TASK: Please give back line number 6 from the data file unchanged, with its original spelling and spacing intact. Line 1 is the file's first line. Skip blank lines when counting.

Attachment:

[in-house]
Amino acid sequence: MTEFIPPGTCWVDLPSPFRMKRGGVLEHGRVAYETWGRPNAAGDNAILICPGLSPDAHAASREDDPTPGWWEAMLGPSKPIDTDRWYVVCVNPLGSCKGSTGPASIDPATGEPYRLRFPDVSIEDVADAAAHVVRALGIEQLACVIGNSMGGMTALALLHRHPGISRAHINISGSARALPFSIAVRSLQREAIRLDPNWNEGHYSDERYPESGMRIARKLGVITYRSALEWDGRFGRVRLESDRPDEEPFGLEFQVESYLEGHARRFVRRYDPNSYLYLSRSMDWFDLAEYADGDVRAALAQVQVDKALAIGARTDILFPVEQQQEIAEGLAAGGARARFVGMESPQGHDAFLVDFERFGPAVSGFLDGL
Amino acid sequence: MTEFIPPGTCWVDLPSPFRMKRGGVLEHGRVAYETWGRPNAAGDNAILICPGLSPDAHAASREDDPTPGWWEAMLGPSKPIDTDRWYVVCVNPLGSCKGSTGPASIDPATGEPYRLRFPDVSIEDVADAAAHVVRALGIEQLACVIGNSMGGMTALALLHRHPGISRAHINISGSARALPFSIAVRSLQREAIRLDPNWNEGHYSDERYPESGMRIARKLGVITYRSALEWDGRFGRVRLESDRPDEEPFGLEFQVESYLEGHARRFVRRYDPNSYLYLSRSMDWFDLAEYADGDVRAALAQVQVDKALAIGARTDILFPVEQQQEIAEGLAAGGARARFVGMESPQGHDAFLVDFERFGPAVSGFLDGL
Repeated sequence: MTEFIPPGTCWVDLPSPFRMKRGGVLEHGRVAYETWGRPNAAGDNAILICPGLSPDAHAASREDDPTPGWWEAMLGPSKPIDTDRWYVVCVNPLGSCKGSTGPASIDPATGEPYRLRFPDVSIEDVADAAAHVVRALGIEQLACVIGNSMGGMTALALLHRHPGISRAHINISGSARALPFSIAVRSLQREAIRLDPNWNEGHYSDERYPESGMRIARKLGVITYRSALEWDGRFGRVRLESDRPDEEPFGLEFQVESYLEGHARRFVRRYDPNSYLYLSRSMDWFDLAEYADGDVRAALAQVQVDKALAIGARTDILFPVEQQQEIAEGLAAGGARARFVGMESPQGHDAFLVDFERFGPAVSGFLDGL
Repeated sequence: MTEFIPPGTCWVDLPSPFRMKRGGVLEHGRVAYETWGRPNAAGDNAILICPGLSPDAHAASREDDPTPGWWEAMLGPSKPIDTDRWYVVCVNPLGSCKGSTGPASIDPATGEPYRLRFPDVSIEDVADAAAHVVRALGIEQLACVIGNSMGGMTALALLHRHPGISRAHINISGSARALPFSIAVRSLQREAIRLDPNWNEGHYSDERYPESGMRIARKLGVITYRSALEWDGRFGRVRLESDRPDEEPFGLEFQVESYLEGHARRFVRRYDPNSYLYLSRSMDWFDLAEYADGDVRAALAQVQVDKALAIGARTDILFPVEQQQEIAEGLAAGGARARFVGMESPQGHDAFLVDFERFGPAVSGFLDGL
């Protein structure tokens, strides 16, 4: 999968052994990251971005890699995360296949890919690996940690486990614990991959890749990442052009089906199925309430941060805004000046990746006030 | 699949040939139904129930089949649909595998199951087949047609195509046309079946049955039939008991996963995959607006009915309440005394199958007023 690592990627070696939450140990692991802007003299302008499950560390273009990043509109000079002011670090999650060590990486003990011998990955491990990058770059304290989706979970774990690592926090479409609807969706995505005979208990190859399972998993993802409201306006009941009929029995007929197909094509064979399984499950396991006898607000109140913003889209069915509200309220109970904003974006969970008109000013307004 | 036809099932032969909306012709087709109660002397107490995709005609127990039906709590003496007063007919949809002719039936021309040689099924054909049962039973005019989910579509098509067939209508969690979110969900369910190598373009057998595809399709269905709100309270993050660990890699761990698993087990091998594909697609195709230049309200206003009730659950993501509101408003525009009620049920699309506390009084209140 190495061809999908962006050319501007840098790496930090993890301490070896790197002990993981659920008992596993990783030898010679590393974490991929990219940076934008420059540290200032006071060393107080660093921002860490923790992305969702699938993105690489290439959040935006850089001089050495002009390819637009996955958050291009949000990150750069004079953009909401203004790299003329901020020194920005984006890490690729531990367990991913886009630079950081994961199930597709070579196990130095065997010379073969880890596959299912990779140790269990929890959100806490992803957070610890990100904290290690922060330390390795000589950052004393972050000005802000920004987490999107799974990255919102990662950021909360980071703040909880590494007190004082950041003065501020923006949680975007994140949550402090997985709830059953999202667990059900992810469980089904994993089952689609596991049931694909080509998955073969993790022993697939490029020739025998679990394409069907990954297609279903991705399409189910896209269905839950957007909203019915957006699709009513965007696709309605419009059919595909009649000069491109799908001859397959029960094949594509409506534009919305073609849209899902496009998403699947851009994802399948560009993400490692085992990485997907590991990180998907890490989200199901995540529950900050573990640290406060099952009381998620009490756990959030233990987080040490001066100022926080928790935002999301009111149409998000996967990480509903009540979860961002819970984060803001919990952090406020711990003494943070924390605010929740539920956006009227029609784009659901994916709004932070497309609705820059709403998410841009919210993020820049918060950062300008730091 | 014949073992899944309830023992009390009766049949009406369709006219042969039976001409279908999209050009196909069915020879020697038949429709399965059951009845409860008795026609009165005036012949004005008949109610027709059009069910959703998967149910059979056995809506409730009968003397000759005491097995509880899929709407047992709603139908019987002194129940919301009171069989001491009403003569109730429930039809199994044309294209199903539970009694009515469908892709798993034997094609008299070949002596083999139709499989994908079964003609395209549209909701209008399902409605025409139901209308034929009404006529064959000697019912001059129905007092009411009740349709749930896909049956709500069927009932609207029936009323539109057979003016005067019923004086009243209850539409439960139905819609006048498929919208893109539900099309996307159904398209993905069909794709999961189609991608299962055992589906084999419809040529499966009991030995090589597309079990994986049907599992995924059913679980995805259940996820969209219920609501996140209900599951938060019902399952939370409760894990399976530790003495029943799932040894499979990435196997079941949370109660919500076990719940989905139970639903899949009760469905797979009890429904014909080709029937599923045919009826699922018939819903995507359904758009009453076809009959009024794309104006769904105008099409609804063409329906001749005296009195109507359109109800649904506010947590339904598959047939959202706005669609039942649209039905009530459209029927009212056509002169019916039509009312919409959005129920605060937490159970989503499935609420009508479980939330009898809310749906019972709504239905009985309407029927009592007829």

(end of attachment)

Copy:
């Protein structure tokens, strides 16, 4: 999968052994990251971005890699995360296949890919690996940690486990614990991959890749990442052009089906199925309430941060805004000046990746006030 | 699949040939139904129930089949649909595998199951087949047609195509046309079946049955039939008991996963995959607006009915309440005394199958007023 690592990627070696939450140990692991802007003299302008499950560390273009990043509109000079002011670090999650060590990486003990011998990955491990990058770059304290989706979970774990690592926090479409609807969706995505005979208990190859399972998993993802409201306006009941009929029995007929197909094509064979399984499950396991006898607000109140913003889209069915509200309220109970904003974006969970008109000013307004 | 036809099932032969909306012709087709109660002397107490995709005609127990039906709590003496007063007919949809002719039936021309040689099924054909049962039973005019989910579509098509067939209508969690979110969900369910190598373009057998595809399709269905709100309270993050660990890699761990698993087990091998594909697609195709230049309200206003009730659950993501509101408003525009009620049920699309506390009084209140 190495061809999908962006050319501007840098790496930090993890301490070896790197002990993981659920008992596993990783030898010679590393974490991929990219940076934008420059540290200032006071060393107080660093921002860490923790992305969702699938993105690489290439959040935006850089001089050495002009390819637009996955958050291009949000990150750069004079953009909401203004790299003329901020020194920005984006890490690729531990367990991913886009630079950081994961199930597709070579196990130095065997010379073969880890596959299912990779140790269990929890959100806490992803957070610890990100904290290690922060330390390795000589950052004393972050000005802000920004987490999107799974990255919102990662950021909360980071703040909880590494007190004082950041003065501020923006949680975007994140949550402090997985709830059953999202667990059900992810469980089904994993089952689609596991049931694909080509998955073969993790022993697939490029020739025998679990394409069907990954297609279903991705399409189910896209269905839950957007909203019915957006699709009513965007696709309605419009059919595909009649000069491109799908001859397959029960094949594509409506534009919305073609849209899902496009998403699947851009994802399948560009993400490692085992990485997907590991990180998907890490989200199901995540529950900050573990640290406060099952009381998620009490756990959030233990987080040490001066100022926080928790935002999301009111149409998000996967990480509903009540979860961002819970984060803001919990952090406020711990003494943070924390605010929740539920956006009227029609784009659901994916709004932070497309609705820059709403998410841009919210993020820049918060950062300008730091 | 014949073992899944309830023992009390009766049949009406369709006219042969039976001409279908999209050009196909069915020879020697038949429709399965059951009845409860008795026609009165005036012949004005008949109610027709059009069910959703998967149910059979056995809506409730009968003397000759005491097995509880899929709407047992709603139908019987002194129940919301009171069989001491009403003569109730429930039809199994044309294209199903539970009694009515469908892709798993034997094609008299070949002596083999139709499989994908079964003609395209549209909701209008399902409605025409139901209308034929009404006529064959000697019912001059129905007092009411009740349709749930896909049956709500069927009932609207029936009323539109057979003016005067019923004086009243209850539409439960139905819609006048498929919208893109539900099309996307159904398209993905069909794709999961189609991608299962055992589906084999419809040529499966009991030995090589597309079990994986049907599992995924059913679980995805259940996820969209219920609501996140209900599951938060019902399952939370409760894990399976530790003495029943799932040894499979990435196997079941949370109660919500076990719940989905139970639903899949009760469905797979009890429904014909080709029937599923045919009826699922018939819903995507359904758009009453076809009959009024794309104006769904105008099409609804063409329906001749005296009195109507359109109800649904506010947590339904598959047939959202706005669609039942649209039905009530459209029927009212056509002169019916039509009312919409959005129920605060937490159970989503499935609420009508479980939330009898809310749906019972709504239905009985309407029927009592007829």